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Rent Controls in The UK – What Would They Mean For Landlords?

It all comes down to winning votes. While the Conservative Party managed to scrape through the general election earlier this year, Theresa May’s overall approval rating fell to just 30% in October according to BMG Research, which makes Donald Trump (on 42%) look like Abraham Lincoln.

The closeness of this year’s general election clearly surprised the Conservatives but one look at the statistics regarding the wealth gap in the UK at the moment should have prepared them for what happened. The rise in property prices over the past 20 years means that the wealthiest 10% of the UK population have 45% of the wealth, with each of those 600,000 people having around £1.3m to their name, research by the think-tank Institute for Public Policy Research has found.

However, this 10% of the population is nowhere near enough to win an election in perpetuity especially when there are another 50% of voters that are worth just £3,200 each, accounting for just 9% of Britain’s money. The report claimed that the situation is getting worse and one of the biggest drivers for this is an ‘uneven’ housing market. While home ownership grew among all regions and income groups during the 1990s and early-2000s – helping to compress wealth inequality – it has been falling since the mid-2000s and is now at its lowest rate for 30 years.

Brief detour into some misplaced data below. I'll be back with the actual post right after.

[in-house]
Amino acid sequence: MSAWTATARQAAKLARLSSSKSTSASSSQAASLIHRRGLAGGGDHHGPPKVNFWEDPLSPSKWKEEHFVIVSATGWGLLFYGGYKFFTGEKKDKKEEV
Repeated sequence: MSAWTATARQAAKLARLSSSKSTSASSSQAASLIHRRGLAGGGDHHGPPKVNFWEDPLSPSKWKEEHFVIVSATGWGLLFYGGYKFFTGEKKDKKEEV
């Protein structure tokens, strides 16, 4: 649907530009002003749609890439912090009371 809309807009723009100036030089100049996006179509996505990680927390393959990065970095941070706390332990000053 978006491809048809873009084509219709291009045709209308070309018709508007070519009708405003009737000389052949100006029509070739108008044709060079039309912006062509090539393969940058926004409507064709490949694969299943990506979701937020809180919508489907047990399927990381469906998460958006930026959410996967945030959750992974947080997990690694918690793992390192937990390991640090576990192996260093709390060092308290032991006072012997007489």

By 2021, Knight Frank expects almost 5.8m households to be living in the private rented sector (PRS). That equates to almost 10 times as many voters compared to those that are worth more than £1m, and these tenants are fast turning into potential election winners. By the time of the next general election, there will be three times more households renting than there will be landlords, and most households consist of two voters. That is a 6-to-1 ratio that does not bode well for landlords, as many have been discovering recently thanks to government policies being introduced like making landlords pay more in stamp duty when buying a home and paying tax on rental income, even if the ‘business’ is making a loss.

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